Two goliaths of the arts world, David Mamet and David Edgar have drawn their battle lines this week, at a time when both have productions staged in London’s West End. The two Davids have waged their war via essays that stake out their respective political positions.
Edgar’s article in the Guardian this week is a riposte to Mamet’s Village Voice piece, in which he proclaims why he is no longer a “brain-dead liberal”; ostensibly because he no longer believes that “we are generally good at heart”. His realisation of the similarities between Bush and a hero of his youth, JFK, apparently prompted this adult disillusionment. For Edgar, however, defectors such as Mamet are merely “seeking a vocabulary for the progressive intelligentsia to abandon the poor”.
As the saying goes, anyone who isn’t a socialist at 20 lacks a heart, but one who is still a socialist at 40 lacks a head. David F Bjorklund’s recent book , however, argues that there are certain advantages of a prolonged childhood. Children typically overestimate their own abilities, which may maintain their motivation in the face of failure, and lead to eventual success. For Edgar, this is the crux of his political position; “it behoves those of us who have been there and done that, not to defend the indefensible, but to protect the vocabulary of alliance that has done so much good in the past and is so necessary now.”
Songs for youth
Meanwhile, the English National Opera is keen to bring opera to a new audience. In a bid to reinvigorate the genre, Madeleine Holt, reporting for Newsnight, noted how ENO have decided to stage productions in the more intimate Young Vic. This move reflects ENO’s hope of connecting with a younger audience, who might usually be attracted to the theatre. The ENO’s desire to attract a wider audience also extends to their choice of production, with an adaptation of David Lynch‘s Lost Highway being staged last month to attract film fans.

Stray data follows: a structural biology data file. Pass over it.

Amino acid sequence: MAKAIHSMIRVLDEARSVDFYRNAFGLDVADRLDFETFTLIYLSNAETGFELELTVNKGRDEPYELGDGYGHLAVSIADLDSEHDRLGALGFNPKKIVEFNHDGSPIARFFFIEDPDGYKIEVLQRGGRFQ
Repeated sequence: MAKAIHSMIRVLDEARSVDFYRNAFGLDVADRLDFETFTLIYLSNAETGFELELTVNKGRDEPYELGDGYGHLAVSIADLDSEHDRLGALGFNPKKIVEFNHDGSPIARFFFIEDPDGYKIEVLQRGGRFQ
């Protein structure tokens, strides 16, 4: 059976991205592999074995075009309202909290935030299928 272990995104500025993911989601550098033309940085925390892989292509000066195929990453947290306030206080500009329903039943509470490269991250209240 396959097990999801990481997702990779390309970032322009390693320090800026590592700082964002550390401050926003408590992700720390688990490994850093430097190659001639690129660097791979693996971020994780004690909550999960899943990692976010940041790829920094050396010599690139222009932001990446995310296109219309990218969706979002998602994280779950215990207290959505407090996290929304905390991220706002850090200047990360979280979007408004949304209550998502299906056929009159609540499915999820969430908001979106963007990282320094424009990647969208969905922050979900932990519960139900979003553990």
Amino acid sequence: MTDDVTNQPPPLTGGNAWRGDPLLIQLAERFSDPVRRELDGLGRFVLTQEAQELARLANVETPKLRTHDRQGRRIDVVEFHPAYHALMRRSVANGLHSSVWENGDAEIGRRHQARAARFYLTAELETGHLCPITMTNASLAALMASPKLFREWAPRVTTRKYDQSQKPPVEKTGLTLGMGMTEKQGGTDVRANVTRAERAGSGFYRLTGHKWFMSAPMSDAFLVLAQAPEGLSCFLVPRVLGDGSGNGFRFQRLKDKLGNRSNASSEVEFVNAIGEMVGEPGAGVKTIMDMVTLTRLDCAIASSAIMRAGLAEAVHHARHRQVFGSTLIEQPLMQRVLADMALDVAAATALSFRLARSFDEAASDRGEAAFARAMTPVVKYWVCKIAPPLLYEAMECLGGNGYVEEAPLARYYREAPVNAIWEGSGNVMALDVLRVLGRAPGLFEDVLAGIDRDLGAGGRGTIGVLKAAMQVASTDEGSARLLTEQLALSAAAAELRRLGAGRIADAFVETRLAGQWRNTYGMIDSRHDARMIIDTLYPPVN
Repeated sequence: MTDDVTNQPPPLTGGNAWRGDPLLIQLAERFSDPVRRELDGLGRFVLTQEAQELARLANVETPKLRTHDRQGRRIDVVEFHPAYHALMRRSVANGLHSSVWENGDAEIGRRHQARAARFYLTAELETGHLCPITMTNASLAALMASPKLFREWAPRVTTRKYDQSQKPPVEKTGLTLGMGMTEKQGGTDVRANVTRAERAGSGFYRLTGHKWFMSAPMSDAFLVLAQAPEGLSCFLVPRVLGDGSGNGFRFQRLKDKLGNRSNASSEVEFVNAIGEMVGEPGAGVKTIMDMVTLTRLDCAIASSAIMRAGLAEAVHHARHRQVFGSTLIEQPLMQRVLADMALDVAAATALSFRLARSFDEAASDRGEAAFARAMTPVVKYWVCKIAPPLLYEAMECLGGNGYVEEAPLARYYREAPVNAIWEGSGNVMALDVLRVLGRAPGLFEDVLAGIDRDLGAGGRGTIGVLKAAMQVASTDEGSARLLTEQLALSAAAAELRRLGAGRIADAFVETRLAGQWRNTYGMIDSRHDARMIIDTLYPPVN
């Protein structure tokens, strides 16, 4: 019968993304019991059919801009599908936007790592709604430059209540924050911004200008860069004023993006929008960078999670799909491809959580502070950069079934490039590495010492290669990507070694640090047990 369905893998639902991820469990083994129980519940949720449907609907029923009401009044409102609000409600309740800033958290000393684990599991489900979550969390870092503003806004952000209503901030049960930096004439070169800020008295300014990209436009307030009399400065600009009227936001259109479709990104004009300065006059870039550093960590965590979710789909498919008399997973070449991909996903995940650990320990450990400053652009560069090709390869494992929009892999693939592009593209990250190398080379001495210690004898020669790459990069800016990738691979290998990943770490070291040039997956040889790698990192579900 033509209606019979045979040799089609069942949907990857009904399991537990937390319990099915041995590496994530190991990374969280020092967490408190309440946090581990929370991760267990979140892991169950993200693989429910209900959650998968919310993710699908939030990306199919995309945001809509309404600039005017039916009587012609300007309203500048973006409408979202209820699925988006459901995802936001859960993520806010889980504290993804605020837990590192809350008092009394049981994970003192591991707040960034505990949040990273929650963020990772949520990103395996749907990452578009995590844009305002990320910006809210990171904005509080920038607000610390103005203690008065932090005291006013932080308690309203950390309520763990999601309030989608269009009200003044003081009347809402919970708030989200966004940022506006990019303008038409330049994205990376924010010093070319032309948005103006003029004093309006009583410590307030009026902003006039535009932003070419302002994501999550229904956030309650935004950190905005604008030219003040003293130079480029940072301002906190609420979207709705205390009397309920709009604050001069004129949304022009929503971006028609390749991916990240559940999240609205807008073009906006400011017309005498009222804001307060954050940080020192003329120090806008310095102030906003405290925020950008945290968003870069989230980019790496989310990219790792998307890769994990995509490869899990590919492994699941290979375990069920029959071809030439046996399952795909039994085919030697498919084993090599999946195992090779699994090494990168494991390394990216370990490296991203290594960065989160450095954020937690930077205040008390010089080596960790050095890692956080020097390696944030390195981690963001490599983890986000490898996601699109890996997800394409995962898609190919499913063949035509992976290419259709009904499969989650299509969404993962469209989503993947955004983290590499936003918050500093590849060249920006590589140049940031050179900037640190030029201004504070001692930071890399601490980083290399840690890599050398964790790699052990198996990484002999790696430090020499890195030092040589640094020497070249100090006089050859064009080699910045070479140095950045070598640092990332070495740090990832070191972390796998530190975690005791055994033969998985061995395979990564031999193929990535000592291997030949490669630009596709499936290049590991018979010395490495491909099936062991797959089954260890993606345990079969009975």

The contemporary composer Harrison Birtwistle is also enjoying considerable attention. The Minotaur, reviewed in this week’s NS, is currently being staged at the Royal Opera House, with the ENO simultaneously running Birtwistle’s first opera, Punch & Judy.
Norman Mailer’s posthumous reputation as a lothario of the literary world continues. Carole Mallory, Mailer’s former mistress, also received writing lessons from Mailer between 1983 – 1992. “We’d have a writing lesson, we’d make love and then go to lunch in whatever order that would be, and I saved all the writing lessons,” Mallory says. The result of these writing lessons have been sold to Harvard University this week for an undisclosed amount, with the papers reportedly containing sex scenes Mallory had written based on their affair.
Mailer, whose posthumous award for bad sex in fiction was blogged about on http://www.newstatesman.com/200702190046“>The Castle In The Forest, last year. More interesting, perhaps, is Mailer’s writing advice for fiction, also contained in the papers. Keep the dialogue punchy; stay away from adverbs; don’t lecture the reader. Unfortunately, even advice as conclusive as that didn’t save Mailer from the Literary Review’s infamous Bad Sex Award.